I have been seeing a steady stream of articles and blog posts about tattoos lately, and I decided that it was time to write my own. Mostly because unlike the majority of the authors ~ I actually have tattoos.
Tattoos were always one of those little evil things I wanted growing up. I found them erotic and interesting, but even at an early age I realized that they were a forever statement.
When I was eight, I remember standing in line at the grocery store with my mother. I saw a little yellow bird poked out from the corner of a woman’s blouse on her shoulder. The woman smelled of cigarettes and her worn blue shirt hung loosely on her body. I remember being repulsed and yet, intrigued. Neither one of my parents have tattoos.
My first statement of rebellion came in the form of a nose ring. After begging my father to allow me to pierce it and having my step-mother take me ~ I became endowed with a new addition to my face.
Since I went to a small town high school, my nose ring caused quite the stir. All of a sudden I was feared. A few of my friend’s parents became weary that my new silver piece of jewelry might rub off on their precious, innocent children. I was elated. There was no one else with a nose ring at my school. I was unique.
The day I turned 18, I went to get my first tattoo. I had thought about it for years, and carefully designed the beautiful butterfly I would have stenciled on my lower back. This was before the “every girl in America has a butterfly tattoo” craze and so I didn’t think twice. Butterflies always represented freedom and independence to me. They rarely stay in one place and jump from flower to flower. I was the same.
It wasn’t painful, but it was addicting. I remember positioning myself in front of my mirror, turned around trying to get the full view of what it looked like ~ my new body art.
My mother freaked out when she saw it, but then commented on its colorful display. By that time she had been showered down by my piercings, and had become accustomed to my many additions. It was a little disappointing.
Over time I collected more. I have five in total and don’t plan on getting anymore in the future.
I have a Chinese character on the back of my neck that stands for, “inner strength” and yes, I looked it up in a dictionary ~ no random choices for me. I have another character on my left ankle which stands for, “companion.”
Years ago, an ex-boyfriend and I decided (while on vacation celebrating an anniversary) to get matching tattoos. His initial choice was, “soul-mate,” but I declined and chose, “companion.” It signified a Johnny Cash song that he sang to me often, and also stood for a sort of generality that I knew wouldn’t haunt me forever. I would certainly be the “companion” of someone eventually.
The next tattoo I received was in Costa Rica while traveling. It took me a long time to find a place that did tattoos, but I found one in Heredia the last week I was living there. In Spanish it says, “Libre” which means free. I had been wanting this one for some time, but had decided to wait and have it done in Costa Rica.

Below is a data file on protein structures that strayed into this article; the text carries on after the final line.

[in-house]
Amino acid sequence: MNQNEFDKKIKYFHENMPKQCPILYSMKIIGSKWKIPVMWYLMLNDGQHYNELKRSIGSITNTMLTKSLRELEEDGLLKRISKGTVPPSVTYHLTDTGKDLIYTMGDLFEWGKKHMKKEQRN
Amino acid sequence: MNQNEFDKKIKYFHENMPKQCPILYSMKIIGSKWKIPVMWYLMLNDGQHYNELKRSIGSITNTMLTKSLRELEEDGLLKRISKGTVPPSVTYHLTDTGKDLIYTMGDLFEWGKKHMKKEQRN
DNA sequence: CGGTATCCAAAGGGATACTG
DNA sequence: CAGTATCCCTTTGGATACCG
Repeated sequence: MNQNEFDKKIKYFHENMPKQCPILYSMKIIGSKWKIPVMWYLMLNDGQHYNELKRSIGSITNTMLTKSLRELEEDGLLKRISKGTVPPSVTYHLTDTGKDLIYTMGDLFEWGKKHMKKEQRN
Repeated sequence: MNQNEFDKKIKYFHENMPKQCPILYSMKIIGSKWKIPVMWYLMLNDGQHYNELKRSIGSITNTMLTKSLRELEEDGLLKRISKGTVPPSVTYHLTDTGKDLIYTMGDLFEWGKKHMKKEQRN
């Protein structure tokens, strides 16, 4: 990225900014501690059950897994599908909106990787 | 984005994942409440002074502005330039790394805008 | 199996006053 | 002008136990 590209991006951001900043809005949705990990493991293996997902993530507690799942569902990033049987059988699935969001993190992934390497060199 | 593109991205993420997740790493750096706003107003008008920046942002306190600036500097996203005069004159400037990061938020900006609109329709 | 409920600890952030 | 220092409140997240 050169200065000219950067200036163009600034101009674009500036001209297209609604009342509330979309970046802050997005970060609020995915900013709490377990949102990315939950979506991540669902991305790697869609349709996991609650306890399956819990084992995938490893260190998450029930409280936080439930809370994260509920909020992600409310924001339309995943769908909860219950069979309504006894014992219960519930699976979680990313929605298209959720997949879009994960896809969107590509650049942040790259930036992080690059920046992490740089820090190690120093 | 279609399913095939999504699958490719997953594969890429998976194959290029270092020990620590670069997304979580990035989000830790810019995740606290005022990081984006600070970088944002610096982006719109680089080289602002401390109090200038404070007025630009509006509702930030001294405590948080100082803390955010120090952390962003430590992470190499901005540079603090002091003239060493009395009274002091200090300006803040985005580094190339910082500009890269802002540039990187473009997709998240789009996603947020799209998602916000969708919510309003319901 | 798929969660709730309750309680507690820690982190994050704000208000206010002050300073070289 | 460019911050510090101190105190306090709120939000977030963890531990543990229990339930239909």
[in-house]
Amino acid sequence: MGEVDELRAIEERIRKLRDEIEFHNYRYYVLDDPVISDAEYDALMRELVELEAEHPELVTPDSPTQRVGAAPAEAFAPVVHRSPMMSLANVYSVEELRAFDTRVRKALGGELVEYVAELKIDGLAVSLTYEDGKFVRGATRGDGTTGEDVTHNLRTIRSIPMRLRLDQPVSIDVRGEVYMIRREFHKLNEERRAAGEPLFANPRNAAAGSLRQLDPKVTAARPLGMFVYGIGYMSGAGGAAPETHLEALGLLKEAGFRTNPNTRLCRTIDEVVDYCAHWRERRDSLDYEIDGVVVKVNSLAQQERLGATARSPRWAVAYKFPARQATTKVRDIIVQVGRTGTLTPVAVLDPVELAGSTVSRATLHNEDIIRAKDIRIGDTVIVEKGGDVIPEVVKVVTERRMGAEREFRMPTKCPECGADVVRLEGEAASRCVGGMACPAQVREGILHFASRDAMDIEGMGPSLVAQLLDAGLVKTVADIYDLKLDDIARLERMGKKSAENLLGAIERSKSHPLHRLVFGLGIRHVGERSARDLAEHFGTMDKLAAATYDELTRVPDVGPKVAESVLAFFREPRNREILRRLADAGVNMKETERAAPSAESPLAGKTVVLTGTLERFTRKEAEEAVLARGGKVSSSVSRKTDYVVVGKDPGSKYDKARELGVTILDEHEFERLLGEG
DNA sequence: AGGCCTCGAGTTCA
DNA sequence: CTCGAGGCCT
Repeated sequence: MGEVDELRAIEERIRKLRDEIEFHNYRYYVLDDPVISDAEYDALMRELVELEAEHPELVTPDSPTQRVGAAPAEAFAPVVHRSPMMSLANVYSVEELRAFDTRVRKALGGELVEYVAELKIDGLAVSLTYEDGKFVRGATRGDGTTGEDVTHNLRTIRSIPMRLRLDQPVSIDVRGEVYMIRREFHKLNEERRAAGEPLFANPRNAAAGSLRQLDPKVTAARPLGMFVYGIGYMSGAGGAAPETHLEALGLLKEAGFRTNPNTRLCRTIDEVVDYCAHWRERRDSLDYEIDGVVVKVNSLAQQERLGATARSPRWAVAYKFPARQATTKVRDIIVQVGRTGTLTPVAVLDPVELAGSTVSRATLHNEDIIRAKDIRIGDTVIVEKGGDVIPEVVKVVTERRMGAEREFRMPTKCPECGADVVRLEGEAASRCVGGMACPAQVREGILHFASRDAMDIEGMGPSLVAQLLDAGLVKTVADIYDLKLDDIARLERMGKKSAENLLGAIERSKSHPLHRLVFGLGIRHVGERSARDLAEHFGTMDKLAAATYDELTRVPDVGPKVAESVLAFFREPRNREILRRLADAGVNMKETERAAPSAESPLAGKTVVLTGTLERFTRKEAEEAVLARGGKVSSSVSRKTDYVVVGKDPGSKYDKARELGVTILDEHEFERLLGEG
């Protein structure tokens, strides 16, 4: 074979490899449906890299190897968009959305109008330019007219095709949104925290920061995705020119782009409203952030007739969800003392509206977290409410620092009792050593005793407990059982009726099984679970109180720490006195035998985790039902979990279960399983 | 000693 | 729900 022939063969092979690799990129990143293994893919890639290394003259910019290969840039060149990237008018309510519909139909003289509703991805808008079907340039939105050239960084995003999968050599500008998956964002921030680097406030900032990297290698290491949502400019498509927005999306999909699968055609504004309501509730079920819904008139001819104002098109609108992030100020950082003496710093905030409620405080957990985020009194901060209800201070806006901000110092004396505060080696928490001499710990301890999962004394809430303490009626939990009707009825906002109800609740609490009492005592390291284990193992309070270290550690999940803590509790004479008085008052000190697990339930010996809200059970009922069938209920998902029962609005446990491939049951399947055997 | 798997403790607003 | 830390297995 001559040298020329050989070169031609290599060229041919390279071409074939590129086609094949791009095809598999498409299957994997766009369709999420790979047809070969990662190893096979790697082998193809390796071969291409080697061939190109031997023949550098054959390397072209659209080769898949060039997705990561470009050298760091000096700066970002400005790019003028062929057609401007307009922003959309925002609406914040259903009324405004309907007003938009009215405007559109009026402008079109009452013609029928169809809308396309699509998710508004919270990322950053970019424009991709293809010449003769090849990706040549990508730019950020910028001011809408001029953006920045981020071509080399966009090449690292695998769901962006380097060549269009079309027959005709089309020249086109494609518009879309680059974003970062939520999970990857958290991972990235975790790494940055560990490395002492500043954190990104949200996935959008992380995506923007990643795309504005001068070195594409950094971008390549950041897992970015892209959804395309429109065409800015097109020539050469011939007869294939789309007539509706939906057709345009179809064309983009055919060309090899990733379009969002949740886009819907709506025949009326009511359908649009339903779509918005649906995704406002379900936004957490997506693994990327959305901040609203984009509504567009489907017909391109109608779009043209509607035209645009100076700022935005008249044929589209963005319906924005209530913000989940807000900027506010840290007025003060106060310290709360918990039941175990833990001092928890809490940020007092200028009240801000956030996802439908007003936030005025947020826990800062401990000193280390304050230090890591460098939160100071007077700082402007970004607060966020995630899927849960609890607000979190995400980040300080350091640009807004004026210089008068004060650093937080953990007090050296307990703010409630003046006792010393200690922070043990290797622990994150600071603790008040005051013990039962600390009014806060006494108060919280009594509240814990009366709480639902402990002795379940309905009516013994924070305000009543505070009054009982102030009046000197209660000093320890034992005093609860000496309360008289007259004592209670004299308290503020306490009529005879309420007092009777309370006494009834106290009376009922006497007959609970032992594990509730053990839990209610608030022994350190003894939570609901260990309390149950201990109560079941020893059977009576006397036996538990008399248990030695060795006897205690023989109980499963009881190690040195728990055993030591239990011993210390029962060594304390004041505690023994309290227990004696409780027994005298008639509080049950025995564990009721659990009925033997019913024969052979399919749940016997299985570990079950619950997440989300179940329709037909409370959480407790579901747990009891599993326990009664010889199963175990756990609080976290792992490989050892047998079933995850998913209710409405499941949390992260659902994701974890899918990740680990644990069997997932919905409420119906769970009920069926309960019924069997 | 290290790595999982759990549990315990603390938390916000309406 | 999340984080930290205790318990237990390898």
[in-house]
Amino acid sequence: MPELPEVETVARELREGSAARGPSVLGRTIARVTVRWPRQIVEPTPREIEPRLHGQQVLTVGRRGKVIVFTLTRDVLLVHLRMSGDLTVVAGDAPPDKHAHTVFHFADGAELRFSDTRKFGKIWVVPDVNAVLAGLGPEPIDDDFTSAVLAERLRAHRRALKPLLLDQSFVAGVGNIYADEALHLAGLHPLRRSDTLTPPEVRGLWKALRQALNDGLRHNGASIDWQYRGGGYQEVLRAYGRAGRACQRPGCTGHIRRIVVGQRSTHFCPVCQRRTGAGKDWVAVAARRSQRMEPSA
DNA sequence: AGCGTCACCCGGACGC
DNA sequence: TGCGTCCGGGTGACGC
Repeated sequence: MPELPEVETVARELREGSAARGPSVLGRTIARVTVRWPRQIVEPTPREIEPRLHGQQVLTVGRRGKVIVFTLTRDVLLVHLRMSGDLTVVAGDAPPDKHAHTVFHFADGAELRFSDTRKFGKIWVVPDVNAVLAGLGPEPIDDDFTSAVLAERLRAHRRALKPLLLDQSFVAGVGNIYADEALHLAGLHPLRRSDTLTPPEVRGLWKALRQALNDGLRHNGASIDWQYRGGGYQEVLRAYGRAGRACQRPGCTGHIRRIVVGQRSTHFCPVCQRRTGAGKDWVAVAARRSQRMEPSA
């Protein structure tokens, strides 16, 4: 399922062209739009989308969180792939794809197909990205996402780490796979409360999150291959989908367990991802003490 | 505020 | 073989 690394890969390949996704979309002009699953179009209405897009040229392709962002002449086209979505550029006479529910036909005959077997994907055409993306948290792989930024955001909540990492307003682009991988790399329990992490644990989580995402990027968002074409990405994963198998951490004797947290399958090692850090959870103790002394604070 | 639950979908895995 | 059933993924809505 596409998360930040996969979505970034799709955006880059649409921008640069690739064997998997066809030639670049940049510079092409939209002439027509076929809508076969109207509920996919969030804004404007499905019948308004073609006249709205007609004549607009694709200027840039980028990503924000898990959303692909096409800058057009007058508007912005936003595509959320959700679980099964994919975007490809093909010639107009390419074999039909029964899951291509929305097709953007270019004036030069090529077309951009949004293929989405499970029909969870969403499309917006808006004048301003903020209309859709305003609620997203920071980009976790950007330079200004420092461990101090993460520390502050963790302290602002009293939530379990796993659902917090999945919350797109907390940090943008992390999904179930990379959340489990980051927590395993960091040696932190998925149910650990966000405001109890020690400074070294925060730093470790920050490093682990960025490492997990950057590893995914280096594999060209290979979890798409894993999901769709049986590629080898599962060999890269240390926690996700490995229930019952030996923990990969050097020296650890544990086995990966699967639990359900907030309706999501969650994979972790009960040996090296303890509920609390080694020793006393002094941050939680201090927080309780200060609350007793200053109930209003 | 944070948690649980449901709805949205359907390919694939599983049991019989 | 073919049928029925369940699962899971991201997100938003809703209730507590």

It is inscribed on my right wrist, and sadly, is often mistaken for, “Libra,” which I am certainly not. I had not thought about the comparison before having it done. After I got the tattoo, I was inundated with dreams about wars and having my right hand cut off at the wrist because of what it stood for. I don’t have those dreams anymore.
My final tattoo is on my left forearm. It says, “Fe” which means faith in Spanish, and has the number 3 curled up in the cursive print. It’s a beautiful tattoo that I designed while living in Panama with my boyfriend during that time. We were heavily in love and because the majority of our relationship had been spent long-distance, “faith” had been the foundation of our success. The number 3 signified many different events throughout our relationship and was the date of the day we had met.
When I designed the tattoo, I once again knew of life’s changing cycles and I felt comfortable with both the 3 and, “Fe.” The number 3 has always been my number, and faith will always be at the core of who I am. I knew that no matter what happened I would relate to their meanings.
So after my explanation of all things ink on my body, I have this to say ~ I do not regret the tattoos I have gotten because they represent aspects of myself and mark important events in my life. I understand that tattoos are not always viewed as the wisest decisions, but they are a part of who I am and will always be.
I could never imagine working for someone or some company that would judge me based on my tattoos. The judgment itself would be enough for me to know that I don’t belong with the person or working for that company.
I know many adults and older people who are getting tattoos these days. The names of their children, family members and other significant symbols are often what they choose. A wife of one of my professors who is 71 got a tattoo on her wrist last year and made quite the commotion amongst the scholarly bunch.
A tattoo is a tattoo, and nothing more. If thought and meaning are sewn into their creation then they can be pieces of art that will always carry value. Choose wisely and carefully ~ would be my only advice.
I would love to hear what others have to say about tattoos. Do you have any tattoos? Or are you for or against them?